Unconfigured Ad Widget

Collapse

Announcement

Collapse
No announcement yet.

Is the Pearl I found in my Clam/Oyster/Mussel Valuable?

Collapse
X
Collapse
  •  

  • Is the Pearl I found in my Clam/Oyster/Mussel Valuable?

    This is a Special Educational entry, but I believe it may be of value to some of our new visitors; it originates from an email I received just a week ago, but I have received this type of e-mails many, many times before... so, I will take this opportunity to have this information to the widest audience possible. The e-mail would say something like this:

    Hello!
    I'm writing from X country to ask you:
    Some time ago I had lunch at a seafood restaurant, and I found a pearl inside a clam/mussel/oyster.
    It's small but roundish and X colored.
    Does it have any commercial value?
    Thank you!
    And this is a remarkably interesting thing to find out, and each pearl would be a unique case, a unique study in itself. Let us start by analyzing some of the things that we could consider in order to know the value of this "seafood treasure".

    Effect of Heat on a Pearl
    Was the Pearl found in a cooked animal?
    All pearls have an amount of water content in their chemical composition (usually from 2 to 5%), and this water is important to maintain the integrity of the nacre in the pearl. Pearls are made of concentric layers of this nacre, which in turn is made from flat, hexagonal-shaped crystals of aragonite (a variety of calcium carbonate) which are bound or “glued” together by means of a special protein (conchiolin), which keep the layers of aragonite together.
    Pearl Damaged by Heat


    If a pearl is exposed to heat, it may lose some of its moisture and may fracture and may also become dull or opaque... and if any of these things happen, the pearl will lose its value (in whole or in part, depending on the degree of damage).

    Did you Bite on the Pearl?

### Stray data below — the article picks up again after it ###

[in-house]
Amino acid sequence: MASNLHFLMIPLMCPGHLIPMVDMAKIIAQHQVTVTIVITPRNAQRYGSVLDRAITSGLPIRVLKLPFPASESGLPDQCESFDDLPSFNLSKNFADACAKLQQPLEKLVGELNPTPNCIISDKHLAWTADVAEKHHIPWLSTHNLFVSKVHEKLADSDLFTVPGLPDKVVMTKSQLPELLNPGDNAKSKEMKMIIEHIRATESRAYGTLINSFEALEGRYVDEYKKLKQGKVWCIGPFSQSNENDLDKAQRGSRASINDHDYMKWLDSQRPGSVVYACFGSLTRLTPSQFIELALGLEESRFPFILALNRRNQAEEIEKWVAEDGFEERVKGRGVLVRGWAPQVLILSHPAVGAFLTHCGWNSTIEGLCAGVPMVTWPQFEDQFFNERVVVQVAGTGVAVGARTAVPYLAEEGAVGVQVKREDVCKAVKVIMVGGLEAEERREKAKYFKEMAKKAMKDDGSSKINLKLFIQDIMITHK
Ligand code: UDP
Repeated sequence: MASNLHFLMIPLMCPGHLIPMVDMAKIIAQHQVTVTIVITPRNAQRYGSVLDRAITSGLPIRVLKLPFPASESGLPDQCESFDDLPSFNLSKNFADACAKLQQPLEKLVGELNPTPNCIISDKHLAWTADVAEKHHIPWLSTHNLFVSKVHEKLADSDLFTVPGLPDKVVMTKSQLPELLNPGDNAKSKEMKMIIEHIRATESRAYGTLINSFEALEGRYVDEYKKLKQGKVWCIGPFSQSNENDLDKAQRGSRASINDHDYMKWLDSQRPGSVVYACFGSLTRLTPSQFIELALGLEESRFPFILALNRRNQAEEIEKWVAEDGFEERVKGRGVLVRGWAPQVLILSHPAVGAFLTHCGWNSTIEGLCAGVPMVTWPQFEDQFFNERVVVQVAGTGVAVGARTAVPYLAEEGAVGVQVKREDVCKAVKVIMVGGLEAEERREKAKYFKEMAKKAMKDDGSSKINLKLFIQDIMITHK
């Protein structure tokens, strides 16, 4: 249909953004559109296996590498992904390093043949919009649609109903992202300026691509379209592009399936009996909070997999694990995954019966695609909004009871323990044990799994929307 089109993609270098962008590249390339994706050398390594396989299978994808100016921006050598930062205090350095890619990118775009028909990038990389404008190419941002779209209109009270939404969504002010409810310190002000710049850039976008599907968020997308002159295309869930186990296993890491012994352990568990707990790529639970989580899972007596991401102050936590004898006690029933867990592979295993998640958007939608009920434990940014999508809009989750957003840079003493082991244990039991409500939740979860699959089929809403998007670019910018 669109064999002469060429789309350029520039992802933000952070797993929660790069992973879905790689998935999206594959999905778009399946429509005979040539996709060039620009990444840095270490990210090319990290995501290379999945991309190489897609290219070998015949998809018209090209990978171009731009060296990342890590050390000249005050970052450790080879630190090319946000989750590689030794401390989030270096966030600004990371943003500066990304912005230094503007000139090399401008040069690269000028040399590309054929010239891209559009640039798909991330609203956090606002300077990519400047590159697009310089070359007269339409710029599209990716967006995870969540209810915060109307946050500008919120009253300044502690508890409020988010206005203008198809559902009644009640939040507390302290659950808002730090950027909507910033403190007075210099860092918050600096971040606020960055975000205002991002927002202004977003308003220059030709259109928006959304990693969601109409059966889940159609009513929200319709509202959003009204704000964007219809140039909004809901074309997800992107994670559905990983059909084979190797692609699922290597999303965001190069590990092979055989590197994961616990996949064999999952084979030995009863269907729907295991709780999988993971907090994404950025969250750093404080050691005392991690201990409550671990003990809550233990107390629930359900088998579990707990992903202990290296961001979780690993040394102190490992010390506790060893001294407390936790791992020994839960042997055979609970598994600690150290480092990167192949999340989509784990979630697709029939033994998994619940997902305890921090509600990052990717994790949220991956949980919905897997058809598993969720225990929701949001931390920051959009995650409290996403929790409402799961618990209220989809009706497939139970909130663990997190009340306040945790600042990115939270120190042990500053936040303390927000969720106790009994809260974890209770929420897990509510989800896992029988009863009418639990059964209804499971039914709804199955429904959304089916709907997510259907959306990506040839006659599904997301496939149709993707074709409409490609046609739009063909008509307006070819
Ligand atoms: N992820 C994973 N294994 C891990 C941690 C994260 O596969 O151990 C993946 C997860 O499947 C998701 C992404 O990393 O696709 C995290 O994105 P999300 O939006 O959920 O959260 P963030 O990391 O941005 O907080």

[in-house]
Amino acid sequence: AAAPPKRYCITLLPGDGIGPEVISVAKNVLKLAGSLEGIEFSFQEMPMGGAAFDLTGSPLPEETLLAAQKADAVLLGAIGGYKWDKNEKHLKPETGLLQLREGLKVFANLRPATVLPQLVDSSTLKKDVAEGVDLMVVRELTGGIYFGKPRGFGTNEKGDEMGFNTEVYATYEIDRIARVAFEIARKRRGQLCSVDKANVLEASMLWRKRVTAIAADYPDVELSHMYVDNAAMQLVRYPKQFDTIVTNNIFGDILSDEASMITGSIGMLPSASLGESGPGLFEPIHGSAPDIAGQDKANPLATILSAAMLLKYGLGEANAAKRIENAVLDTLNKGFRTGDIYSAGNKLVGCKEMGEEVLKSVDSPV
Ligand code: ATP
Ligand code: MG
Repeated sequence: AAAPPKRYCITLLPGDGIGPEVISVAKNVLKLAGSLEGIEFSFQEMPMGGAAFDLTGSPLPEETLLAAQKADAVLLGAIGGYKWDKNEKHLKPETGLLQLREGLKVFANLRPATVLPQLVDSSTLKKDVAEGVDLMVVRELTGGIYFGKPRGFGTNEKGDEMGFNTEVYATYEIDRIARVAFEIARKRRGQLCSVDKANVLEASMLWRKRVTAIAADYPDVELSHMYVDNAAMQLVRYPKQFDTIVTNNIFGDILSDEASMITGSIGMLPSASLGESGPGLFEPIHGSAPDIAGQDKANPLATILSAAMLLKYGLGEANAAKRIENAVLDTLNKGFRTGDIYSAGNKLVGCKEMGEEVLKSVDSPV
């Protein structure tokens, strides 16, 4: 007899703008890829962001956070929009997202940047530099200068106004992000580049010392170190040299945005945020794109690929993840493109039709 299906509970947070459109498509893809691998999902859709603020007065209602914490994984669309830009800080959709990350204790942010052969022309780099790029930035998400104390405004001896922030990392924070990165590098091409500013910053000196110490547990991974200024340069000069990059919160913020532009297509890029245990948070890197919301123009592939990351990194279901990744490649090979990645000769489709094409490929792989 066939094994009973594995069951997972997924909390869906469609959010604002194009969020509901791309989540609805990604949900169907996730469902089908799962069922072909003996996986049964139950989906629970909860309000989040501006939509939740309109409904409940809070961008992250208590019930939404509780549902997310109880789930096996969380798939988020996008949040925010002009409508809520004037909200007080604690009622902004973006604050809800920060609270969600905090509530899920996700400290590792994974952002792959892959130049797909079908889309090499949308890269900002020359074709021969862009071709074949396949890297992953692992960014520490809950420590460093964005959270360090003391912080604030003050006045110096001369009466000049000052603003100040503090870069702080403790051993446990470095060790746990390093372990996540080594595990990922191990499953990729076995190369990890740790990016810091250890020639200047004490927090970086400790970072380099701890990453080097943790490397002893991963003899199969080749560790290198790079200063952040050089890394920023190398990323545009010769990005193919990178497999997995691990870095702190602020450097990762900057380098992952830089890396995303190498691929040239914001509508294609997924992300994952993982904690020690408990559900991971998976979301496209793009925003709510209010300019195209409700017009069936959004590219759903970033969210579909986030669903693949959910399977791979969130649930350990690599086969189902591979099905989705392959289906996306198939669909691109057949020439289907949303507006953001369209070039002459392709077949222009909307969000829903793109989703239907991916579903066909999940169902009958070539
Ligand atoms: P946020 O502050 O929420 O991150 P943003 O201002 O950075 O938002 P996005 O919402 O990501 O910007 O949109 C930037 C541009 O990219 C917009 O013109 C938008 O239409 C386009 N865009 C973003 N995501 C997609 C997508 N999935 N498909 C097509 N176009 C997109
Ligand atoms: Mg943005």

Ouch! Even if it felt hard on your teeth, pearls are considered "soft" gemstones. On the Moh's Scale pearls are usually said to have a hardness of 3 Mohs (just like Calcite)...and on the top scale we have diamonds (10). By biting on the pearl, you could have cracked it (and hopefully not the pearl AND your molar!) and this could have damaged the pearl, either partially (small fissure, scratch) or completely (major crack, pearl is split!).
    Cracks on the dome of a Mabe pearl



    Pearl-producing species
    Most people associate the pearl as a nacreous gem, but there are mollusks that do not produce a “pearly shell” and their shells look more like porcelain, and these organisms produce "non-nacreous pearls". These porcelain-looking pearls are made ​​primarily of calcite, another form of calcium carbonate (usually found in marble, limestone, bone, seashells, and eggshells). Many people find these pearls inside edible oysters or clams, which are the least desirable pearls due to their very average looks (white/cream colored, dullish). Sometimes they are very pleasant, like the one found by my friend @BajaPearlHunter
    Natural Pearl found in a "Chocolate Clam"


    However, some species of mollusks can produce non-nacreous pearls that display distinctive features, such as those from the “Lion’s Paw” scallops (Nodipecten subnudosus), various species of conchs (including the "Queen Conch" Lobatus=Strombus sp.) or the “Giant Clam” (Tridacna sp)... but these are exceedingly rare. The photo shows you what we know as a "Flame Pattern" on a "Conch Pearl"...this is a unique trait, and quite beautiful!
    Conch Pearl with Flame Pattern


    Thus, it is vital to know the species that produced the pearl, and you will have an easier way to know if your pearl could have some “real value” ... or if will only have a “sentimental value”. In either case you can consider yourself lucky.

    Size and Weight of the Pearl
    These two indicators are particularly important to obtain the value of a pearl. Large pearls have always been rare and therefore command a greater value, thus a pearl with size of less than 5 mm in diameter may not have a great price, while one exceeding 8 mm will have a fair value. If your pearl is small, it is better to just keep it... but if it exceeds 10 mm (diameter) you may already have something of value (Note: in addition, the pearl should be beautiful and not have cracks, size is not everything).

    And although a pearl’s weight is related to its size in a very direct way, this is not always true; such is the case of the so called “Gas Giants”. These pearls can reach interesting sizes (12 mm and up), but they really possess a thin layer of nacre, and inside have a kind of "organic mud", putrid and foul-smelling... not the type of pearl you want to give away or acquire. These pearls usually have a generous size and display a low weight.